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Everything you need to know about the Deadlift!

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Proper Deadlift Form

Click here for Sumo Deadlift!

Side view at the bottom of the page.

Purpose:

  • Teach Hip Hinge Mechanics,
  • Test and Build Full Body, Hip Hinge, and Core Stabilization Strength.

Prime Movers:

  1. Hamstring Complex (Legs),
  2. Glutes (Hips),
  3. Quadriceps (Legs)

Variations:

  • Deficit,
  • Block/Rack Pulls,
  • Stance,
  • Grip,
  • Accommodating Resistance,
  • etc.

The Set-Up:

Your deadlift set-up is all about creating tension in the right places without wasting energy. You need to maintain that same tightness during the entire lift. If you lose tightness, then you lose strength.

Set Your Feet:

Set your feet shoulder width or closer, to where the bar is directly over your mid-foot, and turn them out slightly (10-30 degrees).

Grab The Ground:

Suction cup your feet to the ground by spreading your toes as wide as you can, then grasping the floor with your entire foot. Your entire foot (heel, the ball of your foot, and outer edge) should stay locked into the ground.

Then, while clenching your toes into the ground like eagle claws, create torque by externally rotate your feet, as if they were to spin in place, throughout the entire motion.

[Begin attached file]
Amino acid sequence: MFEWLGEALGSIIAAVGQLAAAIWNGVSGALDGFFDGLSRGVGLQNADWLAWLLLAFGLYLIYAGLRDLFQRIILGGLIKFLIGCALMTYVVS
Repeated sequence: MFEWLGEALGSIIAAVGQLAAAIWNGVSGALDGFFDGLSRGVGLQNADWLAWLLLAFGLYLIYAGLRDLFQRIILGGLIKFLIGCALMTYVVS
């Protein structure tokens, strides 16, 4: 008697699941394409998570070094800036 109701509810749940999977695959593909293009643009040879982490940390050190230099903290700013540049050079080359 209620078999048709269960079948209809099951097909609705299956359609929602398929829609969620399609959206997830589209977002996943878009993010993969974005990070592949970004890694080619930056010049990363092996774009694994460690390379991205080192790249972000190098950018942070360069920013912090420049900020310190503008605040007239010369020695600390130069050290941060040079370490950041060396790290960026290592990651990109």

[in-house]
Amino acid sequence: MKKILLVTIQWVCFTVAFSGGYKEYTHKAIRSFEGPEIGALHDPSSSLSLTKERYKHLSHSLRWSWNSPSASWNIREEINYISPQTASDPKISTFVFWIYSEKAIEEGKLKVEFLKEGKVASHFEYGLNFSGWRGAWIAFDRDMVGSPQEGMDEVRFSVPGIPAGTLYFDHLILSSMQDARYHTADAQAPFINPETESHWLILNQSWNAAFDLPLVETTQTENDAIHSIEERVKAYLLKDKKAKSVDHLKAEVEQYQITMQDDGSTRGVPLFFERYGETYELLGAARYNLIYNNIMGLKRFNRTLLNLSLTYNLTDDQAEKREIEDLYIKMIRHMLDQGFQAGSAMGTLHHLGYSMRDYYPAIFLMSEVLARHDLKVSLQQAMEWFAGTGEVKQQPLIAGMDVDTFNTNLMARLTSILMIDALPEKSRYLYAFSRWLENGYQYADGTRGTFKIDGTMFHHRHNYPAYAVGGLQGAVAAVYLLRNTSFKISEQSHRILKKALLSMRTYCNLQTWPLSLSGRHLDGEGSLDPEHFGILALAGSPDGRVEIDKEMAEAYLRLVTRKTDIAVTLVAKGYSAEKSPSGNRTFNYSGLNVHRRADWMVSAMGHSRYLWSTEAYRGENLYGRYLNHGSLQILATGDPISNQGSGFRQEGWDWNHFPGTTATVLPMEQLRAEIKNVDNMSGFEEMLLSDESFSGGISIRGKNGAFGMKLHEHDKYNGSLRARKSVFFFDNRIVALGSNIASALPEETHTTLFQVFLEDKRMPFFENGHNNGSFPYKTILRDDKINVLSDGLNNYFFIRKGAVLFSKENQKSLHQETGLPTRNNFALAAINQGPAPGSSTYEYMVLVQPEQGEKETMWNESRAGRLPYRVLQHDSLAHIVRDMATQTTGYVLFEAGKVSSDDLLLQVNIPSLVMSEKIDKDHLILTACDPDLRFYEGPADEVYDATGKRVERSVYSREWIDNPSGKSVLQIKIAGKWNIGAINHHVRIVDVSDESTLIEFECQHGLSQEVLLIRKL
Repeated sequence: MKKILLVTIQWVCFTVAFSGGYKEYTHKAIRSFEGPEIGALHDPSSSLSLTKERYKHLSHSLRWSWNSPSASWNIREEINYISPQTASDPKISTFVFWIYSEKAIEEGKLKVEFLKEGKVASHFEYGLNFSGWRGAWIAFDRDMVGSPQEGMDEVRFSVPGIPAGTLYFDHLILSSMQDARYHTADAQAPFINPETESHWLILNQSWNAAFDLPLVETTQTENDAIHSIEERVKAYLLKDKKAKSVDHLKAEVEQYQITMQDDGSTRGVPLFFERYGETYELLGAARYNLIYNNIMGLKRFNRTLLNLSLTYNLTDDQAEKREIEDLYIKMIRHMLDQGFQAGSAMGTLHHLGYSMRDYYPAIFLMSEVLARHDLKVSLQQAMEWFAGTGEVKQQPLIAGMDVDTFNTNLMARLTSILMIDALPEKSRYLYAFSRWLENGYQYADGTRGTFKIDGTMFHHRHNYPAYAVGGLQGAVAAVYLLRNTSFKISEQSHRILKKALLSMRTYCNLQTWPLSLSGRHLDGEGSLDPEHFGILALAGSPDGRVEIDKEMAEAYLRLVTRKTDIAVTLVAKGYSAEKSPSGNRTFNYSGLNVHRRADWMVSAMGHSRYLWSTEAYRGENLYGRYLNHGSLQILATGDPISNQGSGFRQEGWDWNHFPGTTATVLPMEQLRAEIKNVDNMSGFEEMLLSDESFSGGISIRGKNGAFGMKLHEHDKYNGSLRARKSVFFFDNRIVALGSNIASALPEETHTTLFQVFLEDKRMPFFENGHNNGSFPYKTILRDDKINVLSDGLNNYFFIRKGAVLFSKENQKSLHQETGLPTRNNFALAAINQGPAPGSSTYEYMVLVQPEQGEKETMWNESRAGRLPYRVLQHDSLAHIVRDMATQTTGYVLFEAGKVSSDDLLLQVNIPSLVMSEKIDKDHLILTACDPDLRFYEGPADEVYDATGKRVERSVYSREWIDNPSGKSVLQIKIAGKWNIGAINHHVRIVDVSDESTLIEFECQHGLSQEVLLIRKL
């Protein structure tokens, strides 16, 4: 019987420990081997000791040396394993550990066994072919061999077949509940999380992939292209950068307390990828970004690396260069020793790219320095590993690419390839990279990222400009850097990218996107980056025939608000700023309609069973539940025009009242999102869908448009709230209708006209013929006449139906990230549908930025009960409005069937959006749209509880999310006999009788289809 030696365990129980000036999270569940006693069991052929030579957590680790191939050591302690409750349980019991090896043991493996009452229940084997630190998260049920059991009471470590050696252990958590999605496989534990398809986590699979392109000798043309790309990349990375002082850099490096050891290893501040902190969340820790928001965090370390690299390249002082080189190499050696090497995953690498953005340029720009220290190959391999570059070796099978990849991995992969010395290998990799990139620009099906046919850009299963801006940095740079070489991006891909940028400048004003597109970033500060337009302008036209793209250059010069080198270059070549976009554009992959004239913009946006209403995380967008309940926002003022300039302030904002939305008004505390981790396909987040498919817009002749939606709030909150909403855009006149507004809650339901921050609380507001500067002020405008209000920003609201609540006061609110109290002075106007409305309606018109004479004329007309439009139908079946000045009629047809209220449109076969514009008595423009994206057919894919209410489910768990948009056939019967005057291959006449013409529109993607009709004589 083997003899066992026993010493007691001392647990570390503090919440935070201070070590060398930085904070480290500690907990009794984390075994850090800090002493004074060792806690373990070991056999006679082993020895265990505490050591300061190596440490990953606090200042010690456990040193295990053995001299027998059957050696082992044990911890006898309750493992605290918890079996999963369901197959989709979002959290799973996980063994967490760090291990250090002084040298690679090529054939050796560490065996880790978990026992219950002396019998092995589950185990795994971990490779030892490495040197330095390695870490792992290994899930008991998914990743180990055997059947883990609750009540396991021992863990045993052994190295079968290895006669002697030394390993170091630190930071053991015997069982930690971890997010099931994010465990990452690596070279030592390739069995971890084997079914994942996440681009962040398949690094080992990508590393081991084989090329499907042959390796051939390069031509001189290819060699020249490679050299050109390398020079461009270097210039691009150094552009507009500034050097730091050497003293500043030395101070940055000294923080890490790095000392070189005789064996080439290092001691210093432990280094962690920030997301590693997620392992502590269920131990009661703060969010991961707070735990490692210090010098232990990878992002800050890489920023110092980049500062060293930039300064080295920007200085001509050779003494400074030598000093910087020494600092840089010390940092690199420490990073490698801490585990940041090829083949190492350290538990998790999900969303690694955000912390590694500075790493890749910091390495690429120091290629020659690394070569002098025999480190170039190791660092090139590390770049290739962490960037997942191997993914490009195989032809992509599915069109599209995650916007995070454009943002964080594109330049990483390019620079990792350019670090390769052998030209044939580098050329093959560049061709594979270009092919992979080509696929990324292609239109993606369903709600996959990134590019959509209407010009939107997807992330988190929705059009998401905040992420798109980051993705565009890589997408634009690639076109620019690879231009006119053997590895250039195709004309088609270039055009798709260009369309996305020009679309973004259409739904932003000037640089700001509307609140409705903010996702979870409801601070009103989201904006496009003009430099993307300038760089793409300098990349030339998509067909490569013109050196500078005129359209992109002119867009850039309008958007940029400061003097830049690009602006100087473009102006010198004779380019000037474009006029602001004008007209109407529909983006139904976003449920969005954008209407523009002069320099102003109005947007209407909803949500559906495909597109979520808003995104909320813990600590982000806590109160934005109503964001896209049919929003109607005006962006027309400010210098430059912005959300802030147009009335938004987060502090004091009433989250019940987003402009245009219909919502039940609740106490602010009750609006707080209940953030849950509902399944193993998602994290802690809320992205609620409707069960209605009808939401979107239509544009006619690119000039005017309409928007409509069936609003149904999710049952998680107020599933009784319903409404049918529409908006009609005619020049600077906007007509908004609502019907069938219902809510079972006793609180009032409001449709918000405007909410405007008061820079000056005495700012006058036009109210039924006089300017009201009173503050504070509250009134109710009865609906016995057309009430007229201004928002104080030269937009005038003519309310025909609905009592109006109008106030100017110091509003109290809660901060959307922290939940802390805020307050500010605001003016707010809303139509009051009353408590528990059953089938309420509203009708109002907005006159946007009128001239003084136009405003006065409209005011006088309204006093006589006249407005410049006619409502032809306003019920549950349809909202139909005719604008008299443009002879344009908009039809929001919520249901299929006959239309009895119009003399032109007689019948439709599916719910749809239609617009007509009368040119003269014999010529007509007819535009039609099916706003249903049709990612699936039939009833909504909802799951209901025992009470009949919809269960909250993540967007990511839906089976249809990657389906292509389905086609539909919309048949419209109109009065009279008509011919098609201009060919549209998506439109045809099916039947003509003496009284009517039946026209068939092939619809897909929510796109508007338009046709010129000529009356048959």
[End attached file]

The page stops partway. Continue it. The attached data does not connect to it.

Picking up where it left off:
This movement should flex your entire lower body from your glutes down through your entire legs so that everything is tight, and nothing is loose or relaxed.

Maintain this external rotation torque throughout the deadlift.

Note: By grabbing the ground with your foot you are simply creating a strong arch in your foot, not rolling your ankle. Your feet should not move out of place or come up at all during these motions. Just create a rotational pressure to stabilize your joints, while your entire foot is locked into the ground.

Brace Your Core:

Suck in as much air as you can and hold it in, attempting to create as much intra-abdominal pressure as you can, to stabilize your spine. Then press your lips closed to hold the air in while flexing all of the musculature surrounding your entire torso, and forcing the air deep down into your abdomen. This is known as the Valsalva Maneuver.

If you are wearing a lifting belt, then brace out against the belt as you do this.


Preparation:

Bend At The Hips:

While staying tight and maintaining a neutral spine, bend mainly at the hips until you can grab the bar.

Grab The Bar:

Set your hands about 3 inches outside of your shins on either side, so that you have enough room to push your knees out and not run into your arms.

After finding your preferred width, evenly set according to the power rings, spread your fingers as wide as you can as if to engulf as much of the bar in your hand as possible.

Then grasp the bar tightly with your thumbs wrapped, trying to crush the bar in your hands to take control of the weight.